Independence: Language of pleasure and pain

Thistle image for Quietroom blog

Pleasure and pain are strong motivators. When you want someone to agree with you, or support you, or buy something from you, an important thing to think about is this: is your proposal a move away from pain, or a move towards pleasure?

For example, life insurance policies promise to pay a lump sum if you die during the term of the policy, often designed to pay off your mortgage. But it’s not the lump sum that you buy it for. It’s the fact that you won’t need to worry about your family losing their home if you die. So this decision is a move away from pain. At Quietroom, we take this into account when we help insurers position their products.

If you ditch your perfectly serviceable runabout for a sports car, it’s not because you’re solving a problem. It’s because you think the sports car is a thing of beauty. It will give you pleasure. Car dealers know this, and emphasise the pleasure accordingly.

Some decisions can be a bit of both – towards pleasure and away from pain. You might buy bread because you’re hungry (avoiding pain) and because you love bread (towards pleasure).

The arguments around the Scottish referendum boiled down to pleasure and pain.

The No campaign declared that breaking from the UK would be a huge loss for Scotland, causing untold problems. OK, they tacked on some positive messages about the history and achievements of the UK, but the core message was that people should vote No to avoid pain.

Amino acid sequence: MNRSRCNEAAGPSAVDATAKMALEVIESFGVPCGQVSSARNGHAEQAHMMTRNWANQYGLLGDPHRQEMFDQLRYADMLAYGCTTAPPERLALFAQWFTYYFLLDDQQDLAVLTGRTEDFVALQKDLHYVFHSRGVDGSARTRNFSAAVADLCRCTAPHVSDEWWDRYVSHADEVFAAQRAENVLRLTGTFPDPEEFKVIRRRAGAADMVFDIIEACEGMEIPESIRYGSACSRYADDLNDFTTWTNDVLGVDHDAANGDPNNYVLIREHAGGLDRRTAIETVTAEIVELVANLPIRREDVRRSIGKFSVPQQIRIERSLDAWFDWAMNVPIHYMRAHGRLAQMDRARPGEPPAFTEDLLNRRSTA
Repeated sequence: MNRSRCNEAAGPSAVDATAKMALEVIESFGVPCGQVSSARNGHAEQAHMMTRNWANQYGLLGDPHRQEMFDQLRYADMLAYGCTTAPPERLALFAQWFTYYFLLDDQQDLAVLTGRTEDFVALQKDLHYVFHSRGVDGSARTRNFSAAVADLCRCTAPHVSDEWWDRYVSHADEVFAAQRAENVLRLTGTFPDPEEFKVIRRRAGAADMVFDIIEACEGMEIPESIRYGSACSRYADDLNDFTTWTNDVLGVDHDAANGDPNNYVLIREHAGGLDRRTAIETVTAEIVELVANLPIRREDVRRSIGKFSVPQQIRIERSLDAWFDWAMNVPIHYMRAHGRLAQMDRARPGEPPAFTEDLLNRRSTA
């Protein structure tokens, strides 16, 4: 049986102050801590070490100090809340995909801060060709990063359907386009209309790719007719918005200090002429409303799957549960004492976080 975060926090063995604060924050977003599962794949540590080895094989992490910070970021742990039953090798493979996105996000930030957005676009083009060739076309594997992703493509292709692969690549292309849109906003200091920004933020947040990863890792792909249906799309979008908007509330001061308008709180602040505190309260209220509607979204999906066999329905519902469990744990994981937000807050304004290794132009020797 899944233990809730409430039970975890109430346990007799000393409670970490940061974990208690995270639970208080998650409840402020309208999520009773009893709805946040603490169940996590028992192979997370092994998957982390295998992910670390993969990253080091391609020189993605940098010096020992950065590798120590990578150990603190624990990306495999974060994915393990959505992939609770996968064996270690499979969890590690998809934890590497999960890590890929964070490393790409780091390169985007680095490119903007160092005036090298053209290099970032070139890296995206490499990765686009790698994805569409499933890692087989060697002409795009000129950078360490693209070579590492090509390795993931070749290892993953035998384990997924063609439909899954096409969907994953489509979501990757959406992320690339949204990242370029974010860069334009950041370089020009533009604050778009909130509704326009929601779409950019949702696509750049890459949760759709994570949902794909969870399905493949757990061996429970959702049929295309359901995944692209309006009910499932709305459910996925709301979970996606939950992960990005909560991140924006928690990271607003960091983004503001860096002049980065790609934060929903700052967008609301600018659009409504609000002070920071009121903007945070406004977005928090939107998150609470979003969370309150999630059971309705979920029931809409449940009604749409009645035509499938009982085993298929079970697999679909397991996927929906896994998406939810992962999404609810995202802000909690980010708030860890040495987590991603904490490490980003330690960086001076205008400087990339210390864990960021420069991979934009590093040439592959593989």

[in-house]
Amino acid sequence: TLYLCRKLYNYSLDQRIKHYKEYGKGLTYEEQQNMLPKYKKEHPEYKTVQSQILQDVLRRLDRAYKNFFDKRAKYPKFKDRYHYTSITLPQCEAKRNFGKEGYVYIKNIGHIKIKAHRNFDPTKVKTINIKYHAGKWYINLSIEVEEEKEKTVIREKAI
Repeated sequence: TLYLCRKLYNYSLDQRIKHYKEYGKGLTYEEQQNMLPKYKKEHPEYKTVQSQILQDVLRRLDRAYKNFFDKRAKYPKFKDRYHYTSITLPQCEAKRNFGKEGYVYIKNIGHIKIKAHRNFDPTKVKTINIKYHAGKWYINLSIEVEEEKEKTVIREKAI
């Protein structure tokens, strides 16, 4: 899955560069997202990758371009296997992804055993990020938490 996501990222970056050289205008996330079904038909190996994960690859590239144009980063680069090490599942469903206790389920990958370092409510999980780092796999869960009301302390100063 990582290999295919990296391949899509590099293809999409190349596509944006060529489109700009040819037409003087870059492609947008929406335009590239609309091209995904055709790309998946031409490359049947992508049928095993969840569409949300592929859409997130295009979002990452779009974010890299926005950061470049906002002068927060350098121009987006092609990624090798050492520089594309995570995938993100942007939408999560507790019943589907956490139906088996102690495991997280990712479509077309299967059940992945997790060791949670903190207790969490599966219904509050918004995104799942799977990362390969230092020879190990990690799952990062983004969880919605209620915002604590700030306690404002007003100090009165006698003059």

The Yes campaign focused on positive images of a brighter future for Scotland. There was some talk of the problems of a united UK leaving the EU, and of the shackles of Westminster rule. But the core message was that people should vote Yes to move towards pleasure.

So what difference did that make to the outcome?

Possibly quite a lot. That’s because behavioural theory shows that loss, or the prospect of loss, has a much larger emotional impact than gain. Daniel Kahnemann won a Nobel Prize for pointing this out. He called it ‘prospect theory’. Some studies have suggested that people put up to twice as much value on losses as they do on gains. It’s irrational, but it’s human.

In deciding which way to vote, it’s likely that Scots irrationally put more value on the idea of losing the good things about the union than on the idea of gaining good things from independence.

In one respect, you might think that the No campaign had a tougher psychological battle because they had, by definition, a negative message. In fact, prospect theory tells us that it was tougher for the Yes campaign, because they were trying to trump pain with pleasure. The power of loss aversion in the human mind could well have been one of the key factors in the win for ‘No’.